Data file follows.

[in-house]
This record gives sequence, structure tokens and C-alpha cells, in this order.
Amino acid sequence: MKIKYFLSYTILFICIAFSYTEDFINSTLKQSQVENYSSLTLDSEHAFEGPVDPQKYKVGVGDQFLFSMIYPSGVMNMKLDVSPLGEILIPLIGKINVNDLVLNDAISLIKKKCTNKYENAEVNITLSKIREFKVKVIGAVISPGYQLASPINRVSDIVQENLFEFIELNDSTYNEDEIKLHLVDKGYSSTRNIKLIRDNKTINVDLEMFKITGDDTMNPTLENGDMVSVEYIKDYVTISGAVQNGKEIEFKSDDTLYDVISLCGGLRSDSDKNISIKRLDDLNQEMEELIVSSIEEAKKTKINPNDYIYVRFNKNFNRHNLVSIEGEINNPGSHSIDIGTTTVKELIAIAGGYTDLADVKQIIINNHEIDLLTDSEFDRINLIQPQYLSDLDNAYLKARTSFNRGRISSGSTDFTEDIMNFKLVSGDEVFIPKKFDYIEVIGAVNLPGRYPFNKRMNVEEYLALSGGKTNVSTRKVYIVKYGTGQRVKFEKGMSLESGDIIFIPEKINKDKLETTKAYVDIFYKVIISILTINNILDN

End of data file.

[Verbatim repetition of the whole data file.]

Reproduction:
[in-house]
This record gives sequence, structure tokens and C-alpha cells, in this order.
Amino acid sequence: MKIKYFLSYTILFICIAFSYTEDFINSTLKQSQVENYSSLTLDSEHAFEGPVDPQKYKVGVGDQFLFSMIYPSGVMNMKLDVSPLGEILIPLIGKINVNDLVLNDAISLIKKKCTNKYENAEVNITLSKIREFKVKVIGAVISPGYQLASPINRVSDIVQENLFEFIELNDSTYNEDEIKLHLVDKGYSSTRNIKLIRDNKTINVDLEMFKITGDDTMNPTLENGDMVSVEYIKDYVTISGAVQNGKEIEFKSDDTLYDVISLCGGLRSDSDKNISIKRLDDLNQEMEELIVSSIEEAKKTKINPNDYIYVRFNKNFNRHNLVSIEGEINNPGSHSIDIGTTTVKELIAIAGGYTDLADVKQIIINNHEIDLLTDSEFDRINLIQPQYLSDLDNAYLKARTSFNRGRISSGSTDFTEDIMNFKLVSGDEVFIPKKFDYIEVIGAVNLPGRYPFNKRMNVEEYLALSGGKTNVSTRKVYIVKYGTGQRVKFEKGMSLESGDIIFIPEKINKDKLETTKAYVDIFYKVIISILTINNILDN